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Don’t give me sorrow, I want equal opportunity to live tomorrow

10190629Too many of us are living in an un-comfort zone. Desensitised to negative images of ourselves while resigned social justices. Let’s get back to doing for self, argues Lester Holloway

What a week it’s been. Ken Hinds, a Met police independent advisor, stopped 100 times by the police. A white model in Vogue, blacked-up with her legs spread apart. Black unemployment rocketing, much far faster than anyone else.

It’s easy to get depressed with news like this. But then again, what these stories all have in common is that they are things done TO us. By the police, the fashion police, and the economic police.

In a week when Dutch Fascist Geert Wilders came to Britain to spread hatred, and Louis Farrakhan DIDN’T get a chance to come here to spread self-love, let me quote the Honourable Minister, from a speech entitled “Blackman – do for self, or suffer the consequences”:

Look at us. We all wear shoes, but we have no shoe factories. If the cattle gives its hide to the Caucasian people so that they can take that hide, tan it, and make shoes for themselves, would not the same cattle give their hides to you and me?

Was it not a Black man who invented the machine which revolutionized the shoe industry? Yet we profit nothing from his genius.”

Or as James Brown more succinctly put it, in his track Funky President: “Let’s save our money, do like the mob! Put up a factory and own the job!”

Lester Holloway

Lester Holloway

So as we lose our jobs in this recession, let us not lose another generation as we have lost past ones. And you know what I’m talking about: the talented 35 to 50 year olds today who could not get on the ladder in Thatcher’s Britain and have struggled ever since.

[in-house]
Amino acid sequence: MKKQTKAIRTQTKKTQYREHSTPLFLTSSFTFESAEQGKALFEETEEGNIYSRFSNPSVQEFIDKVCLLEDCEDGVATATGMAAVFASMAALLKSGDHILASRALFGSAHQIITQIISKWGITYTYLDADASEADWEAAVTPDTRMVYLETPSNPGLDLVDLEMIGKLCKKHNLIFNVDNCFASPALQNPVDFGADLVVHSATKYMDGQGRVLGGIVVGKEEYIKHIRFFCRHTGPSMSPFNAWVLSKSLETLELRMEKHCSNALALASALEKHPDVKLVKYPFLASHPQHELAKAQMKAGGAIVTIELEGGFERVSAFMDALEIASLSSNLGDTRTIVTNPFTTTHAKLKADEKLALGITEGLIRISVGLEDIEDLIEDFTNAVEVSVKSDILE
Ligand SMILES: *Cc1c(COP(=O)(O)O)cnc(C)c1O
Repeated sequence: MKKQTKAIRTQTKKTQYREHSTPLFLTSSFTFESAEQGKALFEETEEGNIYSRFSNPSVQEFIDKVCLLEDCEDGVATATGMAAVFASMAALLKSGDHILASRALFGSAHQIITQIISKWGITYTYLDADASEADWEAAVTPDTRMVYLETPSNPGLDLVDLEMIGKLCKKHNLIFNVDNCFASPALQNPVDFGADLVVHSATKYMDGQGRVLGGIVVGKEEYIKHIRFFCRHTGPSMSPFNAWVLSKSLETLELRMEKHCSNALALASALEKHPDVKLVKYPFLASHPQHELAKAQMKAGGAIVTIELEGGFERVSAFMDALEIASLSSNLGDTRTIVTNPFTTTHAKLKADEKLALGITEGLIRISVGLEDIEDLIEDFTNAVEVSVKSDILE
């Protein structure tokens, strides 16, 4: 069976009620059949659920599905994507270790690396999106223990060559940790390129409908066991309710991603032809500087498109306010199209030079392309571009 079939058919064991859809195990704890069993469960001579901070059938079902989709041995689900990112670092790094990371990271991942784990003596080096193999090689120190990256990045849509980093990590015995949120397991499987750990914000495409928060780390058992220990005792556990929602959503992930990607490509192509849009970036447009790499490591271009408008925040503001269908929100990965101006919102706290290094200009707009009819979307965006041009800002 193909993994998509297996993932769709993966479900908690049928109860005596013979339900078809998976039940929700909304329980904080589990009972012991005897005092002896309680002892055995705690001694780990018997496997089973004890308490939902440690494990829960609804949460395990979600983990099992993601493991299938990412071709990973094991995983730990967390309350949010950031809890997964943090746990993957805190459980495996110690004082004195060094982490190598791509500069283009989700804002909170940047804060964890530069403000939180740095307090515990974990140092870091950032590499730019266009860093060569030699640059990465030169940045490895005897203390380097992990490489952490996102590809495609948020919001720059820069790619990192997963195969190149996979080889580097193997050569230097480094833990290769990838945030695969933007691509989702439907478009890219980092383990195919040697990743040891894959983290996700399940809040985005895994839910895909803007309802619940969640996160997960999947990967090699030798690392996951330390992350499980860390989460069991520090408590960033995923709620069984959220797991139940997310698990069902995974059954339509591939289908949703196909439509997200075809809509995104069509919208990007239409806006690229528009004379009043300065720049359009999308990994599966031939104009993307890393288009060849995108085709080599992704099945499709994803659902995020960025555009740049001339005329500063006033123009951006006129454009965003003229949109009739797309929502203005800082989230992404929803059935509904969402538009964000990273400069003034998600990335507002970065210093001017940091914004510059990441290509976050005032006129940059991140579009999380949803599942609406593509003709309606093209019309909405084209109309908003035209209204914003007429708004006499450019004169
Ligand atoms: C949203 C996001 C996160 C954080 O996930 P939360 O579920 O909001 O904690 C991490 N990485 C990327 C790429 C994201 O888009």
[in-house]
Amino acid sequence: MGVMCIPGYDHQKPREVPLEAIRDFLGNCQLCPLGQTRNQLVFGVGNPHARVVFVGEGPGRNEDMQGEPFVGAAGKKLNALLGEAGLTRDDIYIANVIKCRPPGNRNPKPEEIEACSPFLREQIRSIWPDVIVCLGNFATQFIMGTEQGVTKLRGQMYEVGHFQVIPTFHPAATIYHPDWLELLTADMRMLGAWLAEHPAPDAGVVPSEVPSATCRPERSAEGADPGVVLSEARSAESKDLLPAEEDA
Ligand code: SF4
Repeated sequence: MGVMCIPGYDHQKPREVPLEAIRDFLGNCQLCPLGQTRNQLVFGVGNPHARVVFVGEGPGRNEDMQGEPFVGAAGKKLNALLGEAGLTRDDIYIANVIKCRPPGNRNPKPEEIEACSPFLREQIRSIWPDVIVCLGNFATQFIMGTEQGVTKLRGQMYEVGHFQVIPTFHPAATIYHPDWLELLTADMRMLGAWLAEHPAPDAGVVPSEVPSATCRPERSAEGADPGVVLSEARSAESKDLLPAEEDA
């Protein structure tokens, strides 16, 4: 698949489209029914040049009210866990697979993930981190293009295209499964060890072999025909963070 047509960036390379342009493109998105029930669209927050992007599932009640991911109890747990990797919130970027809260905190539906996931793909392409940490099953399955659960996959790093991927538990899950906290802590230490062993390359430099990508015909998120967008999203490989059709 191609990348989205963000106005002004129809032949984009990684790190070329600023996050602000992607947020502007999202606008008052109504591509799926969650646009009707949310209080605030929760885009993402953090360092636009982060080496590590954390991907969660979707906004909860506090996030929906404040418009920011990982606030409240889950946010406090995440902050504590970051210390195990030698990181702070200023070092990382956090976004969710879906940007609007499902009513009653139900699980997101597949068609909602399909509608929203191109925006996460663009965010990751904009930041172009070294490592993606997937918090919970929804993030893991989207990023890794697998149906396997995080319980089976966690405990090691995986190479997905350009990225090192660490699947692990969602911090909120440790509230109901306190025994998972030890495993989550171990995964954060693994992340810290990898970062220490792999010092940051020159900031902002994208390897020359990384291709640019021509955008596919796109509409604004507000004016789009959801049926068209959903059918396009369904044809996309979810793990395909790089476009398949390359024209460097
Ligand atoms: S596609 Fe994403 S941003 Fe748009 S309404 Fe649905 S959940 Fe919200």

As we lose our jobs, it’s time instead to join together as never before. Plan together. Pool our resources. Become a community again. And do for self.

Over the last few days, I’ve seen a few things that have lifted the heart. I was at Diane Abbott’s education achievement awards, meeting our future leaders.

I attended the launch of this years’ Powerlist, produced by Michael Eboda. There are so many inspiring achievers in here. The right-on Observer worried about the disproportionate rise in black unemployment, but did not report on the powerful black people who are creating jobs.

People say we don’t buy black papers anymore because we can read about ourselves now in the daily press. Well, if we want to keep reading bad things about ourselves, then let’s keep on consuming the mainstream press who tell us our heroes are black reality show contestants – shows that are not making money for us. Diversity and Alexandra Burke are great, but they entertain me, they don’t empower me.

And the mainstream media try to tell us who are enemies are. Mainly ourselves. They tell us about black-on-black crime. Educational failure. And even the solutions are framed in negative terms. Absent fathers. Bling culture. A lack of ambition. Lack of role models.